feeling fine

New sunscreen products incorporate moisturizers, makeup, antiaging components

Tampa Bay Rays manager Joe Maddon sprays sunblock on his face before a game.

CHRIS ZUPPA | Times (2011)

Tampa Bay Rays manager Joe Maddon sprays sunblock on his face before a game.

The sunscreen market is crowded with lotions and sprays, powders and lip balms, and, increasingly, multitasking products with inventive application methods that are touted for their ability to do more than just block the UVA and UVB rays that lead to sunburns, skin cancer and premature aging of the skin.

Indeed, many of the season's new sun care products were designed to marry broad-spectrum sun protection with anti-aging compounds, moisturizers, makeup — even self tanners.

"The world of sun care has changed. It used to be enough that you just had an SPF product. You were going to the beach or pool and you knew you needed sun protection. But sun damage happens every day, so we're looking for more out of our formulas," said Holly Thaggard. She is owner and founder of Supergoop in San Antonio, Texas, a maker of broad-spectrum sunscreens that incorporate antiaging compounds in formulas that are free of parabens, fragrance, oxybenzone and other chemicals common to mass-market brands.

Earlier this month, Supergoop (sold at Sephora, Nordstrom, Macy's and other retailers) introduced a broad-spectrum 20 SPF sunscreen and self tanner that works gradually and doesn't rub off on clothes or towels. In February, the company also introduced a lightweight 30 SPF serum for the face that absorbs quickly and doesn't look or feel greasy.

"The whole idea is to get away from the lifeguard, white-nose look. Everyone wants it very transparent," said Chris Birchby, founder of COOLA, an Oceanside, Calif., company that makes certified organic, chemical-free, broad-spectrum sunscreens. Among COOLA's offerings is a matte-finish tinted sunscreen for the face that is incredibly lightweight.

COOLA products are made with zinc and titanium, which work by reflecting sunlight, but the particles are encapsulated and coated to make them disperse more equally and, therefore, more transparently, said Birchby.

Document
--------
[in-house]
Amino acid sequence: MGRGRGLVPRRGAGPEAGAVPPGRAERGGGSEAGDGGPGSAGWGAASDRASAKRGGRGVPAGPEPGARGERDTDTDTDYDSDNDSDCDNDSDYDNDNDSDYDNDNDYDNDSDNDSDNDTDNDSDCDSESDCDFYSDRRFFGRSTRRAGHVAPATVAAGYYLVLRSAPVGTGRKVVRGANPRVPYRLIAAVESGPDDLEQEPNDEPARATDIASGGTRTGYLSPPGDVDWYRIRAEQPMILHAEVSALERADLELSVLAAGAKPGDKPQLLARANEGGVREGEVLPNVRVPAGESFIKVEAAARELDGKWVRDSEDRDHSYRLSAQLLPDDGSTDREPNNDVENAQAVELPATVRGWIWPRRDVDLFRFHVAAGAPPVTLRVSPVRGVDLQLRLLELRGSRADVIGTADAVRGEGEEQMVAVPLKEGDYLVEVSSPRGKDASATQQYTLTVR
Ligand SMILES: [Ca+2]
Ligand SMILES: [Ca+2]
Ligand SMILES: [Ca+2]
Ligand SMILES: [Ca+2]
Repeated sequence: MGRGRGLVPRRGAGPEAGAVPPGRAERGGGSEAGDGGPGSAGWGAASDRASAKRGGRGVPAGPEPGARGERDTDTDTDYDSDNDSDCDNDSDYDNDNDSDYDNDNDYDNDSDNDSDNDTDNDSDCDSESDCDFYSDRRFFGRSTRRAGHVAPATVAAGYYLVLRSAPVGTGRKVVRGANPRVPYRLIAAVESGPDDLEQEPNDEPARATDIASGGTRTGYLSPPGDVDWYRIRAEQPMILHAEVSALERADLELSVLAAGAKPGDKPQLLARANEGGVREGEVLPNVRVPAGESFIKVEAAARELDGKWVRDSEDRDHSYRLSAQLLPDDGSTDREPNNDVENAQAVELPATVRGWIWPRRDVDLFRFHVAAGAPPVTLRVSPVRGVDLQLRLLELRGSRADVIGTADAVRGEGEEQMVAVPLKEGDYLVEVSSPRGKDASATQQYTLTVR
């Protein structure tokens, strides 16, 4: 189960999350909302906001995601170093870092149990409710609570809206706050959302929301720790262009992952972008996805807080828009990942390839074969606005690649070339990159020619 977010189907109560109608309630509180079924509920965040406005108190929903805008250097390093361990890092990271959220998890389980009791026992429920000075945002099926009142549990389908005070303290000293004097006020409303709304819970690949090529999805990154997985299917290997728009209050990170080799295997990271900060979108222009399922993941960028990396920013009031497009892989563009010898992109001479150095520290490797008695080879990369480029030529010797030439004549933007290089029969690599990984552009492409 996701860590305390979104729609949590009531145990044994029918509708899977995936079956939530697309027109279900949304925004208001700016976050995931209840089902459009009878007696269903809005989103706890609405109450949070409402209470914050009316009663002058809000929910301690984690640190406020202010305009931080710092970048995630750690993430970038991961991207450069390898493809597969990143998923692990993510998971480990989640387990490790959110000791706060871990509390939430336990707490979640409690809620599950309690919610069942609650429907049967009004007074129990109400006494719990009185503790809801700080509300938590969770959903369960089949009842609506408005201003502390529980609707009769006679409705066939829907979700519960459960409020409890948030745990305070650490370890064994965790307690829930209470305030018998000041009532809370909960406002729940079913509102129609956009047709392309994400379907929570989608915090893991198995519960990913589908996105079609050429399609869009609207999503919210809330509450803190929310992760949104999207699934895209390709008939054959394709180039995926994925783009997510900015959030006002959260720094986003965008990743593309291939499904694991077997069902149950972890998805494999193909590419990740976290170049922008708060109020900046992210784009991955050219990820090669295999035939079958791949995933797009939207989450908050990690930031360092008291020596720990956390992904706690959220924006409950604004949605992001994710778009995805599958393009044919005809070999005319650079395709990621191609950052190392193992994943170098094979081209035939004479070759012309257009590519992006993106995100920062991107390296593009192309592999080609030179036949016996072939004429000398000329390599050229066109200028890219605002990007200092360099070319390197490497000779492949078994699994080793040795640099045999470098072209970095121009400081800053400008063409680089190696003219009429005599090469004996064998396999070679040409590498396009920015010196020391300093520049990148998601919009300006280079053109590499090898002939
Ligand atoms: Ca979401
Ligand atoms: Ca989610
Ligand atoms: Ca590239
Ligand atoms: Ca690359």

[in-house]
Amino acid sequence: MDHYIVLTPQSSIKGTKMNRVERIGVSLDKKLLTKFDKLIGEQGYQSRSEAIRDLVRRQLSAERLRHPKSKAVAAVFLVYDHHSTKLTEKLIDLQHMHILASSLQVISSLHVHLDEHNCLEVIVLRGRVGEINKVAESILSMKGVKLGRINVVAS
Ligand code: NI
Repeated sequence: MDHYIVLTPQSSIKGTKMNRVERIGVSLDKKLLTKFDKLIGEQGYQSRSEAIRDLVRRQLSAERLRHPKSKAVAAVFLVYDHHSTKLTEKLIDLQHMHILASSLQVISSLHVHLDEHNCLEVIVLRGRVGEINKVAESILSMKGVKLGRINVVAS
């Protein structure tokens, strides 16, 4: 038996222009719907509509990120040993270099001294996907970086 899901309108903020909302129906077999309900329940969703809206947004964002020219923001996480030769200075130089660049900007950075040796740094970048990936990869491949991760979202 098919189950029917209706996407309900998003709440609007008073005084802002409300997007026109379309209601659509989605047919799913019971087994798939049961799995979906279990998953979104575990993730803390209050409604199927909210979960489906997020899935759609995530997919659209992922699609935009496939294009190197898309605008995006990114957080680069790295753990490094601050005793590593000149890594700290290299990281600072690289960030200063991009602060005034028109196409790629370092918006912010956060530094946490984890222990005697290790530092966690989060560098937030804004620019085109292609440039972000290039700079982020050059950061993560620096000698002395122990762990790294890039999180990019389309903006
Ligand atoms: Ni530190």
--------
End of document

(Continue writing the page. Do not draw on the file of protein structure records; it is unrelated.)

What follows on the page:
If the best sunscreen is the sunscreen people will use, multitasking products that are easy to apply and fold into busy lives may offer a solution.

"I have three kids and a hairy husband, and getting lotion on them is a major hassle," said Valerie McMurray, founder of Soleil Organique, in Bronxville, N.Y., which this year launched a broad-spectrum 45 SPF sunblock mist that also includes antiaging ingredients such as red algae and the anti-inflammatory Bisabolol. She chose a mister instead of an aerosol spray because it lessens the inhalation risk, she said, and is easier for the user to know the skin is adequately covered because it needs to be rubbed in.

THE MOST COMMON FORM OF CANCER

Skin cancer is the most common form of cancer in the United States, with the incidence of its most deadly form, melanoma, increasing 2.3 percent for men and 2.5 percent for women annually.

Most of us don't use enough protection. A shot glass full of sunscreen should be applied to exposed skin every day, according to the American Academy of Dermatology, but most people apply just 25 percent to 50 percent of the recommended amount.

The academy recommends sunscreens with an SPF of 30 that protects against both UVA and UVB rays.

• Natural sunscreens use two active ingredients: titanium dioxide and zinc oxide, the latter of which can temporarily whiten skin. Both work by physically blocking the sun's rays.

• Traditional sunscreens use chemicals such as oxybenzone and avobenzone to absorb ultraviolet rays and prevent them from causing damage. Avobenzone absorbs UVA; oxybenzone, UVB.

New sunscreen products incorporate moisturizers, makeup, antiaging components 06/29/12 [Last modified: Friday, June 29, 2012 2:44pm]

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